Interconnecting biodiversity research and supporting policies refers to the establishment of the European Partnership ‘Rescuing biodiversity to safeguard life on Earth’ and to the support to other science-policy interfaces. The European partnership on biodiversity[[https://www.biodiversa.org/1759]] will connect national, local and European research, innovation and environmental programmes, combining resources in support of one goal, i.e. that by 2030 biodiversity in Europe is back on the path to recovery. It will co-develop multidisciplinary research and innovation programmes with stakeholders, set up a European network of coordinated observatories for biodiversity monitoring, and implement a broad range of activities to increase the relevance, impact and visibility of EU research and innovation in tackling the biodiversity crisis in line with the EU biodiversity strategy for 2030.

Science-policy interfaces on biodiversity and nature-based solutions have made good progress in recent years[[Good leverage effects have been achieved, notably through EKLIPSE, Oppla, the NBS platform, the EU4IPBES support action 2018-2021.]], and must be stepped up to achieve targeted impacts on biodiversity-relevant policies, that can in turn be used as structured policy input into the research cycle. These interfaces are also key to guiding biodiversity governance, and to implement the EU Green Deal and international conventions[[In particular, the UN Convention on Biodiversity, and the Sustainable Development Agenda 2030]]. In line with the Commission priority 'A stronger Europe in the world', the EU must take and demonstrate leadership in this field, notably by increasing its support to IPBES[[The Intergovernmental science-policy Platform on Biodiversity and Ecosystem Services]] -to bring it up to the same level as the IPCC-, and to the Convention on Biological Diversity. Besides economic support, this also includes efforts to create synergies and cooperation between IPBES, regional Multilateral Environmental Agreements and other relevant research communities to ensure a full coverage of all relevant aspects of biodiversity and ecosystem services in order to underpin the full scope of the post 2020 global biodiversity framework.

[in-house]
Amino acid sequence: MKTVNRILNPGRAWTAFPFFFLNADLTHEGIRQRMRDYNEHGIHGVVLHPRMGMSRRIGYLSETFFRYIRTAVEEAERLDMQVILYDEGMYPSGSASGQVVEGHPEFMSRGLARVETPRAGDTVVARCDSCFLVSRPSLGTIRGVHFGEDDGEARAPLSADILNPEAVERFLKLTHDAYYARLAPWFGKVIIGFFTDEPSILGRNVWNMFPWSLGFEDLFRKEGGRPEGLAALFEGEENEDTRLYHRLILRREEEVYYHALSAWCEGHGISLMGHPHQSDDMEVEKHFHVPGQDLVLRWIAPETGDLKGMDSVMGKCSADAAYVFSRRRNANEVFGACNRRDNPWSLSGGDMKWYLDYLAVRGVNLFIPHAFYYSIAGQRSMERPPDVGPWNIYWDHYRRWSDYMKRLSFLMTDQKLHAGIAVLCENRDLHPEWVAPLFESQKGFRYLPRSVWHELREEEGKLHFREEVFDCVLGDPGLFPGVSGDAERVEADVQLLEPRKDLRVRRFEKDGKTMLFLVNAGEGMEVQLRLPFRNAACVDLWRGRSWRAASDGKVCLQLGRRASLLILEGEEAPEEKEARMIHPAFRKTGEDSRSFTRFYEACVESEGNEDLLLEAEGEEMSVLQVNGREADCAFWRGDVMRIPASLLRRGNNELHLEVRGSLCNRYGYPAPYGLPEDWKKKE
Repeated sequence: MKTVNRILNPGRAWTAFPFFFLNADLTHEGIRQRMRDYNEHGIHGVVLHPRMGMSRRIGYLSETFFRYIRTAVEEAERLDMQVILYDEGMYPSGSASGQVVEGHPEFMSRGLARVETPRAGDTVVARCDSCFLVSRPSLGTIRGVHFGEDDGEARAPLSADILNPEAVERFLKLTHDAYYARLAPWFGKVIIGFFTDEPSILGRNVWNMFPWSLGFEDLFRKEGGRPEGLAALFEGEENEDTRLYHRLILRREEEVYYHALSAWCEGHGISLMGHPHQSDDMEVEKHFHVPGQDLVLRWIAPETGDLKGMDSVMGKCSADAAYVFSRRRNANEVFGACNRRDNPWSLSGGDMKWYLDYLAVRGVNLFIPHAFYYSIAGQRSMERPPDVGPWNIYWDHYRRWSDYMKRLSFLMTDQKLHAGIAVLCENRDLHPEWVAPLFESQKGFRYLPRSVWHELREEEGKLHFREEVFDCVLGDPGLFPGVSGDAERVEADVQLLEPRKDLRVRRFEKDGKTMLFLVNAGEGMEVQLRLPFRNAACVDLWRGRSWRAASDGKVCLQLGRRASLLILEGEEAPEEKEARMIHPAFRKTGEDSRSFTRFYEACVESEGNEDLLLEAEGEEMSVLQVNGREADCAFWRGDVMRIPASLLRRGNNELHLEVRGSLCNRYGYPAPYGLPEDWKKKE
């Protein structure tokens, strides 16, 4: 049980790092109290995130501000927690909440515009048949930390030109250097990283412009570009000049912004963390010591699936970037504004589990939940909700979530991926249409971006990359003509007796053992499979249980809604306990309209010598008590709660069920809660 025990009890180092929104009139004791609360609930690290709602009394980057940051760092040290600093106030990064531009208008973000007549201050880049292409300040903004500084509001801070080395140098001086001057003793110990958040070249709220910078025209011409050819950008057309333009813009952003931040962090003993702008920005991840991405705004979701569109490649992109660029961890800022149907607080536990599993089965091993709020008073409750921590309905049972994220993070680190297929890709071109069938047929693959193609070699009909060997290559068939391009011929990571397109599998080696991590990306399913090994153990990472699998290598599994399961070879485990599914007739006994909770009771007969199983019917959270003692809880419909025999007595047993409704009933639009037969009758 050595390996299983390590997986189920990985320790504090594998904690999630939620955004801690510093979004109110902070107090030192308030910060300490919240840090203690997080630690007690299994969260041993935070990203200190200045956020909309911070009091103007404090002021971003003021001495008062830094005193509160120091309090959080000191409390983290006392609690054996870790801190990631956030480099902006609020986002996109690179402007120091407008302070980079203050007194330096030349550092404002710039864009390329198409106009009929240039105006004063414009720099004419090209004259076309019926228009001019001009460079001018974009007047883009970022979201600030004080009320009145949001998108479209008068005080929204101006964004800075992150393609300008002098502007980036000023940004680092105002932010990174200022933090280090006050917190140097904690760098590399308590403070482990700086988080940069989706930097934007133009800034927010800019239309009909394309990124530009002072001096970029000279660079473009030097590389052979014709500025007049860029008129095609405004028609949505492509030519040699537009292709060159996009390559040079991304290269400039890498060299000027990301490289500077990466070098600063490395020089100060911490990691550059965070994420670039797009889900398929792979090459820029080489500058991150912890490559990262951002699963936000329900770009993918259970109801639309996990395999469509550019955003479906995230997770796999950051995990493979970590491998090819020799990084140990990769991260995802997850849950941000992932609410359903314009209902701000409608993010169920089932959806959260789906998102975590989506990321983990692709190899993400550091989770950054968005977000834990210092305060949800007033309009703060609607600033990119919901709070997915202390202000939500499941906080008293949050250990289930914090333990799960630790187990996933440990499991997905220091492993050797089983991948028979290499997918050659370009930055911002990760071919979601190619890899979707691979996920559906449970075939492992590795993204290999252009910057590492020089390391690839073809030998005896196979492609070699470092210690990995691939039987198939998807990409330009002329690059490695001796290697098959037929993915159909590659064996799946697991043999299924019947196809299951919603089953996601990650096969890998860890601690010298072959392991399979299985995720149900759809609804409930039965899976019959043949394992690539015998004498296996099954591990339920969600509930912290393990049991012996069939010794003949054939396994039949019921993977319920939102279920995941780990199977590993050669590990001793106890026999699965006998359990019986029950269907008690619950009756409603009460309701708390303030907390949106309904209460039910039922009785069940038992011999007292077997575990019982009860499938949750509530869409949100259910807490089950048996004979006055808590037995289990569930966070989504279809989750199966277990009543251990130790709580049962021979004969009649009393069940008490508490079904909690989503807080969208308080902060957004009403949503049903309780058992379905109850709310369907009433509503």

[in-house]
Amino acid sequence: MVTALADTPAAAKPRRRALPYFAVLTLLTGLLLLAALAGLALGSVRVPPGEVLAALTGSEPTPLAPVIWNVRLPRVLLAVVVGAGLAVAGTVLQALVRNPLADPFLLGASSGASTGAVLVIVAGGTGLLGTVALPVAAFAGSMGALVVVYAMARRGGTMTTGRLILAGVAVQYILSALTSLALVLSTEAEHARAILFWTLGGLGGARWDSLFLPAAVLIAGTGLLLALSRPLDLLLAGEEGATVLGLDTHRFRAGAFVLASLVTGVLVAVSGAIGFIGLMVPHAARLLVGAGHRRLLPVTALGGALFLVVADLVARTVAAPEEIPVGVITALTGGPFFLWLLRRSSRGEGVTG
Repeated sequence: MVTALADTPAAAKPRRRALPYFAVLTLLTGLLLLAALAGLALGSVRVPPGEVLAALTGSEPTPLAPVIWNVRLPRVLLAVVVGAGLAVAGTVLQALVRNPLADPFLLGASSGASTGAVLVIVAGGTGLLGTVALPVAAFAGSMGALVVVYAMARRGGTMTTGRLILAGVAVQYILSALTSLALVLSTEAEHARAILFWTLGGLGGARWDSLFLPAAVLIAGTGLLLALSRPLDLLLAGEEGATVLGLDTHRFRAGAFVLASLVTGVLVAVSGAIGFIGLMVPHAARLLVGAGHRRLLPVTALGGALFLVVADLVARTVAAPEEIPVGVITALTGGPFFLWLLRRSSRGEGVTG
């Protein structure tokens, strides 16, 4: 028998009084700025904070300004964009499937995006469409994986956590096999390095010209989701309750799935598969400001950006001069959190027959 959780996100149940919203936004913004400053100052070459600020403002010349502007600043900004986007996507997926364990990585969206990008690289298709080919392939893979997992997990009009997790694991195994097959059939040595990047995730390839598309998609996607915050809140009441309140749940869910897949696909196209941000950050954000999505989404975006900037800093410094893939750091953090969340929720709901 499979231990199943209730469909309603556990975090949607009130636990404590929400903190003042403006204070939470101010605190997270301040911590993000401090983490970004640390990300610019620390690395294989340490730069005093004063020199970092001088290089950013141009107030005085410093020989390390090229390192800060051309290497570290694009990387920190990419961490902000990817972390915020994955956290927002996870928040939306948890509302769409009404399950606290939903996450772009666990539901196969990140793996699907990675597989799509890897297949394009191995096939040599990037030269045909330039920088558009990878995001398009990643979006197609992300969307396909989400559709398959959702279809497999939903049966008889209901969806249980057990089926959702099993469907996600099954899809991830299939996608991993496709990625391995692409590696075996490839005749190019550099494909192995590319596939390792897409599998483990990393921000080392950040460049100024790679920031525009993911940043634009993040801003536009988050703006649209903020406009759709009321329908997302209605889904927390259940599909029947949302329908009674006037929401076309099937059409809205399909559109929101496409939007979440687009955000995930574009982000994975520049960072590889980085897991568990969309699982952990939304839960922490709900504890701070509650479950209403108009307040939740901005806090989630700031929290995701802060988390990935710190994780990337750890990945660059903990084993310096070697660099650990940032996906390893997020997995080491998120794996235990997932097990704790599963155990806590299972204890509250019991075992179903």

All topics will directly contribute to the EU biodiversity strategy for 2030 and to the Sustainable Development Goals (SDGs) 13, 14, 15, 17.

Several missions will also help to achieve biodiversity-related impacts, notably in the areas of ‘Adaptation to climate change including societal transformation’, ‘Climate-neutral and smart cities’, ‘Ocean, seas and waters’ and ‘Soil health and food’.

Expected impact

Proposals for topics under this destination should set out a credible pathway contributing to Biodiversity and Ecosystem Services, and more specifically to one or more of the following impacts:

  • Biodiversity decline, its main direct drivers and their interrelations are better understood and addressed through the production, integration and use of open data, knowledge, education and training, innovative technologies, solutions and control measures, in collaboration with European and international initiatives.
  • Biodiversity and natural capital are integrated into public and business decision-making at all levels for the protection and restoration of ecosystems and their services; science base is provided for planning and expanding protected areas, and sustainably managing ecosystems.
  • Europe builds competitive sustainability and tackles climate change and natural disasters through the deployment of nature-based solutions, including ecosystem-based disaster risk-reduction approaches fully reaping their economic, social and environmental benefits for a green recovery across all European regions.
  • The interrelations between biodiversity, health, food, soil, water, air and climate are better known and communicated to citizens and policy-makers; in particular, risks associated with microbiomes and biodiversity-friendly prevention/mitigation measures, and opportunities for biodiversity recovery are identified.
  • Practices in agriculture and forestry support biodiversity and the provision of other ecosystems services based on a) a better understanding of functional biodiversity (above and below ground), b) effective knowledge and innovation systems and c) ready-to use solutions for land managers, adapted to specific conditions.
  • Access to a wider range of crops and breeds with a broadened genetic base is improved in line with global biodiversity commitments by gaining greater insight into the characteristics of genetic resources and by enhancing capacities for their preservation and use in breeding and in primary production (farming, forestry, fisheries, aquaculture). More (bio)diverse, resilient production systems will have positive knock-on effects on value chains, consumption, healthy diets and the wider, non-managed biodiversity.